Just Above Sunset Archives

November 9, 2003 Other Mail

Home | Odds and Ends | Music Notes | Book Notes | Sidebars | Culture Wars Lost | Culture Wars Won | Gay Marriage | Jesus Flogged Repeatedly | Photography | Quotes | Links and Recommendations | Archives | Daily Commentary (weblog)


  • Drugs and the Fourth Amendment - making sense of nonsense regarding improper search, probable cause and all that.
  • Words, words, words - are these terrorists or resistance fighters?  Is the press pre-loading public opinion or not?



Dahlia Lithwick, who writes on legal matters for Slate Magazine, this week posted an article reviewing the oral discussions before the supreme court regarding drug arrests.

The dispute comes down to this.  The police pull over a speeding vehicle and search for drugs.  Crack is found.  All three passengers insist the drugs are not theirs.  So the police arrest them all.  The constitutional dispute is whether the police had probable cause to arrest everybody, or just the driver, or just the guy next to the wad of bills in the glove compartment, or just the guy in the back seat with the crack.  All of which is interesting.  But even more interesting is that this is a case of "first impression" for the high court - meaning no one has brought this kind of challenge before.

I found Lithwick's recap of the arguments wildly amusing.  Comic.  And I think there's a screenplay there.  The problem is that this was pretty much just reporting of what was actually argued in the chambers of he Supreme Court.  It wasn't comedy.  But it was a hoot. 

The arguments apparently disintegrated:

On and on it goes, with Forster more or less asking the court to adopt a per se rule that everyone on the planet should be arrested for drug possession, except her client, and Bair essentially asking for a per se rule that everyone on the planet can be arrested for drug possession, since it would be easier than actually investigating a crime. The justices don't seem all that impressed by either position.

Ya gotta love it!

The source is this:

Crackseat Driver
The Supreme Court takes on collective punishment.
By Dahlia Lithwick   Posted Monday, November 3, 2003 SLATE.COM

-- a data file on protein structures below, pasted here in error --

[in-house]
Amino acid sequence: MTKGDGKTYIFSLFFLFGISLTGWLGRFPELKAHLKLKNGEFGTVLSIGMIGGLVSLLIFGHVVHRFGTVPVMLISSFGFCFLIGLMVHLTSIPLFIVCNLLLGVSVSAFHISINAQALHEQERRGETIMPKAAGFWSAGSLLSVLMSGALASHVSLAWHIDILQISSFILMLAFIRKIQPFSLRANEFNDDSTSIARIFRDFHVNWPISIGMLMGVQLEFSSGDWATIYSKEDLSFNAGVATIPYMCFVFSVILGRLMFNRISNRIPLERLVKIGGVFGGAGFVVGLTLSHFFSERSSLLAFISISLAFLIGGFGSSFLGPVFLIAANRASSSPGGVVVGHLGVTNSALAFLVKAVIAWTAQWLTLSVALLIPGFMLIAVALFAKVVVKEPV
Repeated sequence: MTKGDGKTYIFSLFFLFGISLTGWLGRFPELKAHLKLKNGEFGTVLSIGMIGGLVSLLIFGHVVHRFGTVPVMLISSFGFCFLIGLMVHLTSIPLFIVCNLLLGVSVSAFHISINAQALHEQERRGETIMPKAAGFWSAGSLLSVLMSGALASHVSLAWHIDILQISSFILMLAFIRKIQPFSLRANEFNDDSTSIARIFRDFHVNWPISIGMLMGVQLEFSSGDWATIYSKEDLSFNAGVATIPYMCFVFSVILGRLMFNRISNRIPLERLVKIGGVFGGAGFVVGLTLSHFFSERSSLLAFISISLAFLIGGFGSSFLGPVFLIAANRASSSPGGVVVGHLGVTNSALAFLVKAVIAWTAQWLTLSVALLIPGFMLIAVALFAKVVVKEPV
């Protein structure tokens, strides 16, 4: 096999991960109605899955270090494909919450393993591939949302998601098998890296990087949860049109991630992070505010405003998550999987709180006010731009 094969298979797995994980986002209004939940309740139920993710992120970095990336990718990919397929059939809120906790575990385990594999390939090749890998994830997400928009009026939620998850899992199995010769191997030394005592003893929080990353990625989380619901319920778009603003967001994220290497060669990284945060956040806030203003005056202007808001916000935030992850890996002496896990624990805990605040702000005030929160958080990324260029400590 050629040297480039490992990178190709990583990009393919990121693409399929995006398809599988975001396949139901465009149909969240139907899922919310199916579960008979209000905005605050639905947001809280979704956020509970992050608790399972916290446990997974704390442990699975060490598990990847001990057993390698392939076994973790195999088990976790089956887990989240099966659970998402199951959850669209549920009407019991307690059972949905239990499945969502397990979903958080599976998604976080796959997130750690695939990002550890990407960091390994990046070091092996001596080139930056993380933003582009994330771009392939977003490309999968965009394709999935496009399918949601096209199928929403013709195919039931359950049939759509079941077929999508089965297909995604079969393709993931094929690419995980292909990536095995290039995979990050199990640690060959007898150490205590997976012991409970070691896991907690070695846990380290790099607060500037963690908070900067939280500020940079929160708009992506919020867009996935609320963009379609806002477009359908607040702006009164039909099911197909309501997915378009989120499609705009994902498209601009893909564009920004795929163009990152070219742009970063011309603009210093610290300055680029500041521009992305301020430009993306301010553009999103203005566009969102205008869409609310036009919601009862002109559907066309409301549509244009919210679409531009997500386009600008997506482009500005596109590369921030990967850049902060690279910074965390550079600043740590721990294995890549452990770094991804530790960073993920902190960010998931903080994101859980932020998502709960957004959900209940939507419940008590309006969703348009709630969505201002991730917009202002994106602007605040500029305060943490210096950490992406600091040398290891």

Article URL:

My friend Phillip reacted:

It was almost funny, except some innocent is locked up and looses all sorts of rights, has priors and maybe his grandmother is thrown out of public housing because she is next of kin to a felon. Since it is a piece of hypothetical, what if John (the livid prick) Ashcroft is sitting next to some one with "powdered" cocaine, ooh let's say an eight ball, at a Jimmy Buffet concert and the blow is stuffed in John's pocket and there is a tip-off and Ashcroft comes up holding.  Why could Ashcroft get off the hook and a bunch of kids in the car with some crack shoved in the crack of the seat get their lives wrecked, despite they had someone's nearly illegal tender in the glove compartment.  A missed chance for graft?  The guy's paycheck cashed out to pay for a Bennett-style bet?  No, it's just all an excuse for fascist oppression mostly on the people who can't defend themselves.


Get me some usual suspects.  Too uninformed to know to say
"That's not mine." and get a good lawyer at all cost.  "I've never seen it, you must have planted that on me officer, and what happened to the cash from my paycheck."  The opportunity for dishonesty in a drug bust is overwhelming.  But the whole thing is a liars' game.

I replied:

Yeah, Phillip, your outrage is justified.  And it is all a liars' game.  I don't have any experience in the drugs-and-law world, but now, one week later, I do have some experience in the world of claims law, given what's going on with the young girl who ran a red light and took out the right front fender and right front wheel of my little Benz convertible with her Toyota.  It's all bullshit.

Our friend on Wall Strett is in the part of the law that is harmless - regulatory compliance - making sure folks follow the rules.  And our friend upstate gets some happiness from defending the downtrodden - those who have been screwed over by corporations, and he's gone after the Catholic Church a few times.  Well, he came up through the unions and the American Communist Party, I think.  The rest of the law?  I dont know.  Seems silly when it's not dangerous.  Folks do get destroyed.

Well, Stephan in London, Ontario has a final comment -

I may have brought this up before, but its a relatively well known fact here in Canada that all it takes is $10,000 to get out of a DUI/DWI charge.

I personally know at least three people who have paid that exact sum to a lawyer and gotten off.  A couple other folks I know with that situation but with less cash in their bank accounts didn't stand a chance and got convicted.